My friend in London said they're trying to make the city more disabled friendly, and in his words, "they can drop the front of the bus down to let wheelchairs on".
In reference to the tube in London, he said, "only has some newer parts of the line with wheelchair access. Jubille line from westminster > stratford [but] all the rest have little or no wheelchair access. its almost impossible, the tunnels are so small". Another in Singapore said, "they have spaces for wheel chair [in buses], but have steps so technically, wheelchairs cant go on unless they're folded".

Hmm, okay.

The BEAT statement was written by Peter Tan, a wheelchair user whom Darlene had blogged about. Darlene and Meikeng met him in Midvalley and I didn't see what was the hype until I met him at the press conference.

He is a charismatic man and an excellent writer.
And I, Pui Yee, do not, I repeat, do not throw those two compliments around. I consider myself honoured that I have had a chance to talk with him, albeit briefly, and also Christine Lee, BEAT's coordinator, a beautiful, soft-spoken woman (and may I confess I stared at and admired her eye-shadow application skills). I'd want to know and talk more with them in future too. The issues they fight for, their lives and who they are as people, as persons. Individuals.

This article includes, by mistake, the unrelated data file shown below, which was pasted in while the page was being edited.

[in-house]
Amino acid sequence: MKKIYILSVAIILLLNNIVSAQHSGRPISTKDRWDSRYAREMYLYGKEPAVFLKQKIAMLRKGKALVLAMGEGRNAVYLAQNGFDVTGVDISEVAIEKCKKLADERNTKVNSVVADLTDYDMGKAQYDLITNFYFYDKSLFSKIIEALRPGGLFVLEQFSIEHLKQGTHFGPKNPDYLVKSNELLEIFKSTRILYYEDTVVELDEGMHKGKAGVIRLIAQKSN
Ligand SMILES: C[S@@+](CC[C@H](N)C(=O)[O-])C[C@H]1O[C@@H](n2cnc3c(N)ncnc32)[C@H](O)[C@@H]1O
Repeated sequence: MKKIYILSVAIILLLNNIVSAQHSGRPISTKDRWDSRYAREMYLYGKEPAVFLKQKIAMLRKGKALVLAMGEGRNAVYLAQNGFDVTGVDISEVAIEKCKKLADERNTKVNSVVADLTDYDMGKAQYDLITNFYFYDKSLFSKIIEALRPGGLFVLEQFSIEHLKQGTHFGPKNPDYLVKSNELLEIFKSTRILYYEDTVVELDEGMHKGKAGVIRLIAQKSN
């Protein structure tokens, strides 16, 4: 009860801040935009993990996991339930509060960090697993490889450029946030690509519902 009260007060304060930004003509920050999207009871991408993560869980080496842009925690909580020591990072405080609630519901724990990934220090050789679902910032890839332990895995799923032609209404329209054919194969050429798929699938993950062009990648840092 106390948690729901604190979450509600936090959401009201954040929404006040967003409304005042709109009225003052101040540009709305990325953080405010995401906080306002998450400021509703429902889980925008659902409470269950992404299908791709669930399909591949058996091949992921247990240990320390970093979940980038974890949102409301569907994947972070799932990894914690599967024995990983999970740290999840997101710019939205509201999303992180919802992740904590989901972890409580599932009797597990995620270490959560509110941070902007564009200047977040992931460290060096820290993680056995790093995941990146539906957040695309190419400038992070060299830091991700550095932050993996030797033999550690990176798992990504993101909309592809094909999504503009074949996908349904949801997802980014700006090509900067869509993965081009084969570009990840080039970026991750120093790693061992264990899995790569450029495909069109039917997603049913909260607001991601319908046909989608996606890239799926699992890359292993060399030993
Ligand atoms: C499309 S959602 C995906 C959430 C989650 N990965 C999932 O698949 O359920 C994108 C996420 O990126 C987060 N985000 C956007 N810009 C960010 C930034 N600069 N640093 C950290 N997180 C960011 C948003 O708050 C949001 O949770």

Anyways, Peter wrote the statement and here's some excerpts:

BEAT would like to point out that wheelchair users do not need special buses. Accessible buses can take wheelchair users and the public at the same time. In the Asia-Pacific accessible buses are already widely used in Japan and Australia to serve not only wheelchair users but the general public. These non-step buses are also convenient for senior citizens, pregnant women and adults with prams as the floor of the buses are flushed with the height of the bus stops.

It makes no sense to deny wheelchair users the right to use public transport at a time when the country is celebrating the 50th year of independence and it is ironic that we will soon have a Malaysian in the international space station 250km above us but a wheelchair user cannot even go from his house in Gelugor to Gurney Drive in Penang that is only about 25km away.

It is noted that many barriers to transportation continue to exist, preventing the full inclusion and participation of people with disabilities in society. Willing disabled persons are unable to work because of inadequate accessible public transport in this country. By not providing these buses, wheelchair users are further marginalised from mainstream society.

Cost should not be used as a justification to not bring in accessible buses as by saying that, is Dr Teng saying that the needs of disabled persons are secondary?

We should learn from past mistakes. The disabled community protested the inaccessability of STAR-LRT to them. 13 years on, STAR-LRT is still inaccessible to wheelchair users.

BEAT calls on relevant authorities and RapidPenang to seriously reconsider their decision. The needs of disabled persons should not take a backseat. It is an apparent act of discrimination to deny Penangites [their] rights to accessible public transport, irrespective of the person's condition.

BEAT is a coalition of 16 NGOs of disabled persons in Malaysia advocating for the equalisation of opportunities for disabled persons